Interview with Pamela Murua By Rachel SignerPosted by in Interviews
Pamela worked before in an NGO called “Comparte (which means “share”), which was created during the dictatorship in Chile (1973-1989). She worked on four case studies with children who had been abused, some sexually. For two year she worked there as a volunteer as part of the field work for her studies.
Next she worked at “Liceo Para Todos (“high school for everyone”), a governmental program which gives scholarships to children with behavioral problems (delinquency). Pamela’s job was to go to the houses of the children and talk with them about their problems, and find out how their personal problems were inhibiting their ability to concentrate on school.
Pamela now works at an NGO called “Cordillera. There are 30-35 teenagers involved, and their parents are active in the program as well. It includes a personal development workshop, conducted through group exercises, in which the participants discuss what they have in common. It is meant to last a year. Pamela works in a specific sector of this program called “Amigos Grandes, which intends to turn teenagers into leaders in their own communities.
What kinds of tasks do you do in a typical day’s work?
I really don’t have a typical day of work, because I only work on some days. I only get paid about the equivalent of $60 U.S. dollars a month for my social work, but I do it because it is a passion. I earn my living by going to Mendoza, Argentina and buying goods to sell in Chile. My social work is in a community called La Florida (one of the poorest areas of Santiago), where I do group work with three teenagers, of 13, 14, and 16 years-old, in a government-sponsored community center. On Wednesday I will meet with them. We are now in the “evaluation stage of the process. In the beginning, we all met as a group to talk about various ways they can improve their situations, and each person chose an individual theme, such as “communication, or “community work, or “doing better in school. Then we go through a process over time of finding more specific objectives within the theme (such as “I am going to improve my communication with my parents, or “I am going to do volunteer work in my community”). Then we do a practical workshop so they can learn about the skills they have or need to accomplish the tasks. Now the teenagers are evaluating the process they have made, and we meet for three hours on Wednesday to talk about it.
How do these clients come into your service, and how is it organized?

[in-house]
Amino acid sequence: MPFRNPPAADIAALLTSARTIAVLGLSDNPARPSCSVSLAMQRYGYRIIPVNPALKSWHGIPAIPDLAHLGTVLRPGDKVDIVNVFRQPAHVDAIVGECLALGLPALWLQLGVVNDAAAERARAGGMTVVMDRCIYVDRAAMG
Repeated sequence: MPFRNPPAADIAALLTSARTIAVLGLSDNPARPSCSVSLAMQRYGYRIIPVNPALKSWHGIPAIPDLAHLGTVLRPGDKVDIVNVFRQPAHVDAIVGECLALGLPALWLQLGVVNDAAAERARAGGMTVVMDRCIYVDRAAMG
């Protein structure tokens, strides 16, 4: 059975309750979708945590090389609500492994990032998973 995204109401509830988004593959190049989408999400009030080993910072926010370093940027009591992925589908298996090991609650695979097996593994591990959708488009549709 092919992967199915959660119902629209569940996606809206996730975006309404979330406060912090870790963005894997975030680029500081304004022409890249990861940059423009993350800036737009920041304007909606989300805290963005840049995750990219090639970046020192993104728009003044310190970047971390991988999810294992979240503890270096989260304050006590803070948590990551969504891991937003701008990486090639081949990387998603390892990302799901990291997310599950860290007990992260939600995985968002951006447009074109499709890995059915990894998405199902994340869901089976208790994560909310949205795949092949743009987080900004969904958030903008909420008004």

In this case, they come voluntarily, although I have worked with other organizations in the past where the kids were sent by schools or courts to be reformed because they had behavioral problems. These kids come from the same neighborhood, and we meet in their community center. The government organization “Cordillera has been organizing cultural activities such as dances or events in this neighborhood for ten years, and in the past few years they added the element of social work. The service is free of charge.
How is social work education organized in Chile?
It is a career of five years, and from the start it includes field work. At first, it might be an internship just to learn the practical elements of social work, like in an office. Then there is a year of case studies, a year of group work, a year of “local development, or community work, and a year of a “integrated practice, which is more focused on a certain issue. I was studying at la Universidad Academia de Humanismo Cristiano, which has careers that are more focused on the humanities and social sciences. It is different from many universities in Chile that are more professional or technical only.
Other universities in Chile, such as the Univ. of Chile, used to have social work programs, but they were either reduced or eliminated during the dictatorship. Initially, social work developed within the public health sector in Chile, for poor families that had to meet with a social worker to discuss their problems in order to get health services. In the late 1960s, Chile began looking at the model of social work used in the U.S., but we realized that we couldn’t copy it because the problems we have in Chile are so different from the ones in the U.S. Then began a period of “reconceptualización, which was influenced in many ways by the Cuban revolution, which was very popular in Chile at the time. This movement included a new perception of social change, one that was aimed at deeper problems within society, not just giving services to the poor, but fixing the cause of their poverty. But all that was reduced to mere office work during the dictatorship, because all of the funds and energies for social work were taken away. Today, Chilean social workers are lobbying the Congress in Valparaíso so that our work can receive more attention and funds in the universities.
Do most of the people doing social work in the NGOs have social work degrees? Do they identify as “social workers”?